Brauns, Heinrich

(1868-1939)
   priest and politician; Labor Minister and promoter of the Christian Labor Movement (Christliche Gewerkschaftsbe-wegung). Born to a Cologne tailor, he studied theology at Bonn and returned to Cologne during 1886-1890 for seminary studies. In 1900, after a decade as a pastor, he turned to social work with the Volksverein fur das katholische Deutschland, a Catholic* group headquartered in München-Gladbach. Dubbed the "red Chaplain, he split his time between social work and studies that led in 1905 to a doctorate in political science. He was soon in charge of the Volks-verein and became a prewar leader of the Catholic labor movement.
   Brauns enjoyed key contacts in the Center Party,* and his political interest was activated by the war. He entered the National Assembly* in 1919 and the Reichstag* in 1920 (he retained his seat until March 1933). Respected for his social convictions, he assumed the Labor Ministry in June 1920 under Kon-stantin Fehrenbach.* Because he was Fehrenbach s third choice for the post, few expected him to retain office for long. But whereas Fehrenbach resigned in 1921, Brauns held his portfolio for eight years. As Chancellors came and went, he became known as "Heinrich the Eternal (Heinrich der Ewige), using his office to advance tenets held as Volksverein leader—among them, greater parity in the workplace. To level class differences, he created factory committees with representatives from labor and management. That his agenda came to naught was due less to his work than to political and economic changes; throughout the thirteen successive cabinets to which he belonged, the environment steadily shifted to the Right. Although he opposed the Center s left wing for fear of binding the Party too closely to the SPD, as a leader of the Volksverein (liqui-dated in 1930), he was widely identified with the Left. Coalition politics forced his replacement in June 1928.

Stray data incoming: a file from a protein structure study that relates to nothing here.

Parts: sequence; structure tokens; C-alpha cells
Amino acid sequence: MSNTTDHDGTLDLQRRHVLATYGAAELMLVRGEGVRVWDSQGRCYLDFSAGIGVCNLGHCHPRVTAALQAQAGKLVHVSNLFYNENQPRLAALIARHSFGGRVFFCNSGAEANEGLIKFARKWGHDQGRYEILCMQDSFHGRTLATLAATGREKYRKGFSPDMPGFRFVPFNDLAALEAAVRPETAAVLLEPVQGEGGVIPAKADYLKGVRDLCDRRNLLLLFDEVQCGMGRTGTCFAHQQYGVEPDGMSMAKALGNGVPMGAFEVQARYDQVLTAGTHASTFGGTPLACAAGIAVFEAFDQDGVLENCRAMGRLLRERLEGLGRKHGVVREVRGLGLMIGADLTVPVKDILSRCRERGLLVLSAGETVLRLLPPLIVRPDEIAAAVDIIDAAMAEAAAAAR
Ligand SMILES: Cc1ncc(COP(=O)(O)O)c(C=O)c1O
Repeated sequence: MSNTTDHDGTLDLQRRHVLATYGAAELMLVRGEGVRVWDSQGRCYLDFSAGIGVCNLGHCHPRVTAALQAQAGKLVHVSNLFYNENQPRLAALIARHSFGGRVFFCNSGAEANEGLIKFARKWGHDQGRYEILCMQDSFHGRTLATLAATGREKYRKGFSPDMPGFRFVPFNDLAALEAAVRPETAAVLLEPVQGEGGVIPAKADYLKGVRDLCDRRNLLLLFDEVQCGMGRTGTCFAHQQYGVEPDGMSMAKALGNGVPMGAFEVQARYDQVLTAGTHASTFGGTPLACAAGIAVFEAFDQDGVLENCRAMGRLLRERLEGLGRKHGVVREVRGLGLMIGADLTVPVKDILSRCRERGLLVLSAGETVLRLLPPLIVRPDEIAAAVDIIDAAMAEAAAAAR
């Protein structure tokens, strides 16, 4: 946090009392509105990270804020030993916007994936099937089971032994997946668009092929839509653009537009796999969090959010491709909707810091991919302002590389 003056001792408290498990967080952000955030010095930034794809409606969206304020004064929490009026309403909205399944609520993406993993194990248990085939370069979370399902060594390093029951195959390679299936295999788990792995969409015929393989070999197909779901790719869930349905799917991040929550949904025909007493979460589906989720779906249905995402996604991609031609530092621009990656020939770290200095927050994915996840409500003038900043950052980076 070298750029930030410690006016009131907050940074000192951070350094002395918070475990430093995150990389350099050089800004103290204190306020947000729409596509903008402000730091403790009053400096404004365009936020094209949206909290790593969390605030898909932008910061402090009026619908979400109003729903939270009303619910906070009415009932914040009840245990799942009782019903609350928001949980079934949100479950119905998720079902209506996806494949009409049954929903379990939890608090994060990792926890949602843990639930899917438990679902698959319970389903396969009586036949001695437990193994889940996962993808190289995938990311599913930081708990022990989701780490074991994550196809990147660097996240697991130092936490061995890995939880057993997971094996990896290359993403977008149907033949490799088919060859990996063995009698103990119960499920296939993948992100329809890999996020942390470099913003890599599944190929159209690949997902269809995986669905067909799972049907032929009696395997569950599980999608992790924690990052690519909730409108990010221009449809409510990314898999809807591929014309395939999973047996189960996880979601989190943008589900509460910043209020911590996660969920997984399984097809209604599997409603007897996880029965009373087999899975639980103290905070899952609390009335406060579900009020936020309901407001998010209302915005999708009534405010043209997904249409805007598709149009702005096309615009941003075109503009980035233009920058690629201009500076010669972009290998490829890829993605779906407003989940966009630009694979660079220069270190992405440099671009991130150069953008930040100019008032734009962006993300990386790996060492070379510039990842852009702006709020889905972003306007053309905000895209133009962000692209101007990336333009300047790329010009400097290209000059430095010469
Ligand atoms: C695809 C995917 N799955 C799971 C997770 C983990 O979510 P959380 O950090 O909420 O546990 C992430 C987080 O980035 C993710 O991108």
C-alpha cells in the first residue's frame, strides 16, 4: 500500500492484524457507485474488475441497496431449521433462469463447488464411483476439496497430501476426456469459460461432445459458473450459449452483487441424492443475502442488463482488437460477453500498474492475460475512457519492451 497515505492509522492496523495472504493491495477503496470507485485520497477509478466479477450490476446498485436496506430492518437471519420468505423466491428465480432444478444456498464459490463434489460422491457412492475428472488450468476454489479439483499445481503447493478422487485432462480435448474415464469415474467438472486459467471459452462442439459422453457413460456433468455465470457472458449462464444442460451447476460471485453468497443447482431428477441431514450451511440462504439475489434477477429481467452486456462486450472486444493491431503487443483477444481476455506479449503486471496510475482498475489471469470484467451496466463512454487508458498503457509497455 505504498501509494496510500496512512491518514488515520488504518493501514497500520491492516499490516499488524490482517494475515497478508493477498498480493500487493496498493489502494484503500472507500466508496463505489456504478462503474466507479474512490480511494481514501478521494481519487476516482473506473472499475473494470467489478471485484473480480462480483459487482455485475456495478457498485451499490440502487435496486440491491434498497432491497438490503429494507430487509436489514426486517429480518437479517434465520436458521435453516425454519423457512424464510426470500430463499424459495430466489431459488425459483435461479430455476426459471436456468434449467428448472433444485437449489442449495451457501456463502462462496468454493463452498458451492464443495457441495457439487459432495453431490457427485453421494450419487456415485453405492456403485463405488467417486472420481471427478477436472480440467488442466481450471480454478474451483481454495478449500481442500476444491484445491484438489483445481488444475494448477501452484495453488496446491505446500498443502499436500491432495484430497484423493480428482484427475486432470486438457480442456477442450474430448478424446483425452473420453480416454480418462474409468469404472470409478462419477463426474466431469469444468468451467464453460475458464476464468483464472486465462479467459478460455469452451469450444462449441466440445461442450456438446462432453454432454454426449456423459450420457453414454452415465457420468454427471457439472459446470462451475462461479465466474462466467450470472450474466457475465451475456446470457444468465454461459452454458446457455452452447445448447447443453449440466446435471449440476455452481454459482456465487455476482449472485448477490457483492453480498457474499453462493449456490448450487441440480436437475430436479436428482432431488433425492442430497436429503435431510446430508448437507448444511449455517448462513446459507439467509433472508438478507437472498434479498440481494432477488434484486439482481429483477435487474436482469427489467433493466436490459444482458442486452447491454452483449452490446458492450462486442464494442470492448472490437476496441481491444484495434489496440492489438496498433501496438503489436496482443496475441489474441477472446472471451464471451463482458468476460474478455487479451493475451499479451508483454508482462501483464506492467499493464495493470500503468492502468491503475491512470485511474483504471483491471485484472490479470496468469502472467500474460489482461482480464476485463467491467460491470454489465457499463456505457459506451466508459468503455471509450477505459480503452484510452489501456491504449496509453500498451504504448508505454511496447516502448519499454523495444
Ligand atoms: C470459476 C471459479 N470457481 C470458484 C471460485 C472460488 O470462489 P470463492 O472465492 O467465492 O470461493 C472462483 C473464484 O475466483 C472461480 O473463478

Brauns soon became chairman of the Reichstag s social policy committee, a responsibility he held until January 1933. Engaged in public speaking from 1928, he focused his lectures on social and political issues. During 1929-1931 he led the German delegation to meetings of the International Workers Confer-ence in Geneva; Heinrich Brüning,* meanwhile, asked him to lead the Com-mission of Investigation into the World Economic Crisis. He refused to run for reelection in March 1933, and his work with the Catholic workers movement was soon proscribed by the NSDAP.
   REFERENCES:Benz and Graml, Biographisches Lexikon; Ellen Evans, "Adam Steger-wald and German Center Party; Mockenhaupt, "Heinrich Brauns ; NDB, vol. 2.

A Historical dictionary of Germany's Weimar Republic, 1918-1933. .

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